19. Capitalization Table Examples Principal + Monthly Total Accrued Interest Payments Payments At Repayment \$10,262 \$112 \$16,128 Interest \$10,000 \$83 \$14,940 Payments Assumptions: \$10K loan, 48mos deferred, 15yr amortization, 5.75% Int.

20. Repayment Terms Are there multiple repayment options? Are there prepayment penalties?  Is there flexibility in the total years it will take to fully amortize the loan?

21. Repayment Table Assumptions: \$10K loan, 48mos deferred, 5.75% interest rate

22. Credit Criteria • There’s no crystal credit ball. • Most lenders have fairly easy to follow credit criteria, you just need to take the time to understand it. • Typically, the easier it is to qualify, the more you’re going to pay in fees and interest.

23. What are the lenders looking for? • Willingness to repay: • Does the applicant have sufficient credit history? • Has current and previous credit been handled as agreed? • Do they meet the lenders bureau/credit score criteria? • Ability to repay: • Is the applicant employed and for how long? • Does their debt to income (DI) ratio reflect capacity to take on this debt?

24. The Loan Process • Is the application straight forward & easy to complete? • How long does it take to make a credit decision? • Are credit exceptions ever considered? • How long will it take to get a loan disbursed? • Will the lender ever work outside of their box? • Is the lender easy or difficult to deal with? • Can I talk to a real person?

25. Don’t be fooled by the packaging!

26. The Bottom Line

27. Summing It Up • Know what’s important to you and your students. • Be certain you are comparing apples to apples. • Looks can be deceiving. • If a product sounds too good to be true, approach with caution. • Understand the lenders credit criteria and application process.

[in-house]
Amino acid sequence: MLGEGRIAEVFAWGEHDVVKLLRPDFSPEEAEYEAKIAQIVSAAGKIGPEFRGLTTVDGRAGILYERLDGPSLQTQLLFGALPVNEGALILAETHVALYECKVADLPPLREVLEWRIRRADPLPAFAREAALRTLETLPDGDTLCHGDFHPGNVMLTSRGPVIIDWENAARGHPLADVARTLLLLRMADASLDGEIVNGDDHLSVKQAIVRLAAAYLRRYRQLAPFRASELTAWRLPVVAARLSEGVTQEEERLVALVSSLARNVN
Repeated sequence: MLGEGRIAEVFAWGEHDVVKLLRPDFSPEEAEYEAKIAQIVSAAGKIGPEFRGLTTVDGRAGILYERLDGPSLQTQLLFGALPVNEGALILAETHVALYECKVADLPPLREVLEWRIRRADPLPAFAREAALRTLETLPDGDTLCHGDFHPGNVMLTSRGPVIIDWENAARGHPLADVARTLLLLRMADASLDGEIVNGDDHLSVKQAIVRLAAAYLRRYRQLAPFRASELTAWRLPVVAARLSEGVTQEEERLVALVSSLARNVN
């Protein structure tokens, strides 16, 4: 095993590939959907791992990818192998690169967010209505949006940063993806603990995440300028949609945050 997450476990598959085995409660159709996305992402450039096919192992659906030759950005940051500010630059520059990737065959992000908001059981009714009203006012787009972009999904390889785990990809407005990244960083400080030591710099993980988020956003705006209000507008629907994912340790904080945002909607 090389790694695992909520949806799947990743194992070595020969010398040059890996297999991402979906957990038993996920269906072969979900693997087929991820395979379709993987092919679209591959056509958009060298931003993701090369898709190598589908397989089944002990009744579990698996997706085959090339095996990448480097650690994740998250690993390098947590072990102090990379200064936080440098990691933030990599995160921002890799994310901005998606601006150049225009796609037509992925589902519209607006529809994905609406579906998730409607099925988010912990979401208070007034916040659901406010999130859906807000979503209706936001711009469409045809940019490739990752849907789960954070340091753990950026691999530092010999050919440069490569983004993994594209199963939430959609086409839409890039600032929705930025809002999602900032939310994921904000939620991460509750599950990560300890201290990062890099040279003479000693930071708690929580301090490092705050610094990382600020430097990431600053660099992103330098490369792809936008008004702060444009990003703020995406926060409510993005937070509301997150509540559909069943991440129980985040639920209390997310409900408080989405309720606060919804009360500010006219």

28. Be informed and take the time to look at the details that will result in an educated decision.

29. Review and Selection Based Upon: • Terms of the Loan • Customer Service Issues • Processing Methods • Prior Year Statistics

30. Life Before Alternative Loans...

31. Private Alternative Loan Volume Source: The College Board Trends in Student Aid, 2002

32. What are the causes for this increase? The Greentree Gazette lists 5 reasons: 1. Growing traditional student enrollment 2. Increased demand for adult/continuing education 3. Rising prices 4. Unchanged Stafford loan limits 5. Stagnant State and Federal budgets (The Greentree Gazette, September 2002, page 82)

33. The Challenge… Seek and implement new ways to inform and educate your students and parents on the financing options available

34. Why? Why take on ANOTHER task in an already busy office? • Customer Service • Improved Retention • Lower accounts receivable • Because it’s the right thing to do!

35. What methods can be used to help educate families on financing options? • Brochure outlining financing options • Individual appointments - at orientation, publicized in office literature, listed on website, promoted by admissions • Group sessions at orientation • Notice with billing statement • Use of email: to prospective students, new students once deposited, current students • Be creative! You know your students and campus best.

36. End Result: Families that have made good decisions about financing, based on all the facts and opportunities. Financial Aid Officers that feel good about the job we do!